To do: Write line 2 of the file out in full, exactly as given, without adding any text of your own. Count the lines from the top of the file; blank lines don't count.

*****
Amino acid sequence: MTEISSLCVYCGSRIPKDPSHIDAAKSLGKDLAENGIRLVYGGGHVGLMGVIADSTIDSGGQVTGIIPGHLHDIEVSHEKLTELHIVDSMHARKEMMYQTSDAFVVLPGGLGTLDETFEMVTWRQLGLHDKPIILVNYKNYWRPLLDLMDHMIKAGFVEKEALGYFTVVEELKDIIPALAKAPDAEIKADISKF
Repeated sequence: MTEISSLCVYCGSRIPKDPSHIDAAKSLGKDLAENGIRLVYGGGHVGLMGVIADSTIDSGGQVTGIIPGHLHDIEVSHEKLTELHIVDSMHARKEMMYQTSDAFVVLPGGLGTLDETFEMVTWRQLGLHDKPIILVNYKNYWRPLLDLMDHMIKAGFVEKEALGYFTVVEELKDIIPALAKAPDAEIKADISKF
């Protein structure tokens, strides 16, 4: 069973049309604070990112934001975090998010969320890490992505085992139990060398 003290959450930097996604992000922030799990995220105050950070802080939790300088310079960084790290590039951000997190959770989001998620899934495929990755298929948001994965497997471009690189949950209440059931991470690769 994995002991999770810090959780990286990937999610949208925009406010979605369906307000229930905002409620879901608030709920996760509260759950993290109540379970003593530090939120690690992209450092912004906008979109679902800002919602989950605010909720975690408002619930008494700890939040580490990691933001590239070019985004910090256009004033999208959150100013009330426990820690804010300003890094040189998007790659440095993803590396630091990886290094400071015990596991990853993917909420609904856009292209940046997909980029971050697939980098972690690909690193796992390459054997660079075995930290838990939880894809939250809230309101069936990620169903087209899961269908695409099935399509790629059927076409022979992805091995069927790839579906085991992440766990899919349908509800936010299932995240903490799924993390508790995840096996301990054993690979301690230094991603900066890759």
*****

Repeated sequence: MTEISSLCVYCGSRIPKDPSHIDAAKSLGKDLAENGIRLVYGGGHVGLMGVIADSTIDSGGQVTGIIPGHLHDIEVSHEKLTELHIVDSMHARKEMMYQTSDAFVVLPGGLGTLDETFEMVTWRQLGLHDKPIILVNYKNYWRPLLDLMDHMIKAGFVEKEALGYFTVVEELKDIIPALAKAPDAEIKADISKF